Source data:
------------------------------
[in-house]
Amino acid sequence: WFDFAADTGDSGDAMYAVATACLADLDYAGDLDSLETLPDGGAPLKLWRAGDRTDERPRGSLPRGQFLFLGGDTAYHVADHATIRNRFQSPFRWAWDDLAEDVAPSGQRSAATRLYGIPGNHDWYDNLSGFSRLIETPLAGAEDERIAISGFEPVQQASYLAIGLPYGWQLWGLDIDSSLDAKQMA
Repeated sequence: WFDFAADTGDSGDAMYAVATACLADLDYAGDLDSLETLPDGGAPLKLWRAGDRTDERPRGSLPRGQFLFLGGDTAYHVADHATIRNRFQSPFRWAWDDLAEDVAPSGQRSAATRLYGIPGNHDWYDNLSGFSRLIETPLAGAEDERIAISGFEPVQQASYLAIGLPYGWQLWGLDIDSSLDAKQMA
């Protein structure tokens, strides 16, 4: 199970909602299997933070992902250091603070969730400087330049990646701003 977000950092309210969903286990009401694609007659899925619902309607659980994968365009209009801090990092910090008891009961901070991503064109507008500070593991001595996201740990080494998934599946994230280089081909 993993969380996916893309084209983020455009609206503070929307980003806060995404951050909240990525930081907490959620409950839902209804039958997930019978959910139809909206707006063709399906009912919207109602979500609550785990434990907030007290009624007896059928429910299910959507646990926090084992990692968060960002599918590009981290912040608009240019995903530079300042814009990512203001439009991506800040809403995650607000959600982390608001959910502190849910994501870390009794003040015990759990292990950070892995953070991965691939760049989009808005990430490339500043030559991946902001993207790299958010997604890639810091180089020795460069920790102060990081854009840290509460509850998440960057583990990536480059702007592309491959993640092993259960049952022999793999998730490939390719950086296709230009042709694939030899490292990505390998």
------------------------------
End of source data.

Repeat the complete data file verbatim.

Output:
[in-house]
Amino acid sequence: WFDFAADTGDSGDAMYAVATACLADLDYAGDLDSLETLPDGGAPLKLWRAGDRTDERPRGSLPRGQFLFLGGDTAYHVADHATIRNRFQSPFRWAWDDLAEDVAPSGQRSAATRLYGIPGNHDWYDNLSGFSRLIETPLAGAEDERIAISGFEPVQQASYLAIGLPYGWQLWGLDIDSSLDAKQMA
Repeated sequence: WFDFAADTGDSGDAMYAVATACLADLDYAGDLDSLETLPDGGAPLKLWRAGDRTDERPRGSLPRGQFLFLGGDTAYHVADHATIRNRFQSPFRWAWDDLAEDVAPSGQRSAATRLYGIPGNHDWYDNLSGFSRLIETPLAGAEDERIAISGFEPVQQASYLAIGLPYGWQLWGLDIDSSLDAKQMA
């Protein structure tokens, strides 16, 4: 199970909602299997933070992902250091603070969730400087330049990646701003 977000950092309210969903286990009401694609007659899925619902309607659980994968365009209009801090990092910090008891009961901070991503064109507008500070593991001595996201740990080494998934599946994230280089081909 993993969380996916893309084209983020455009609206503070929307980003806060995404951050909240990525930081907490959620409950839902209804039958997930019978959910139809909206707006063709399906009912919207109602979500609550785990434990907030007290009624007896059928429910299910959507646990926090084992990692968060960002599918590009981290912040608009240019995903530079300042814009990512203001439009991506800040809403995650607000959600982390608001959910502190849910994501870390009794003040015990759990292990950070892995953070991965691939760049989009808005990430490339500043030559991946902001993207790299958010997604890639810091180089020795460069920790102060990081854009840290509460509850998440960057583990990536480059702007592309491959993640092993259960049952022999793999998730490939390719950086296709230009042709694939030899490292990505390998």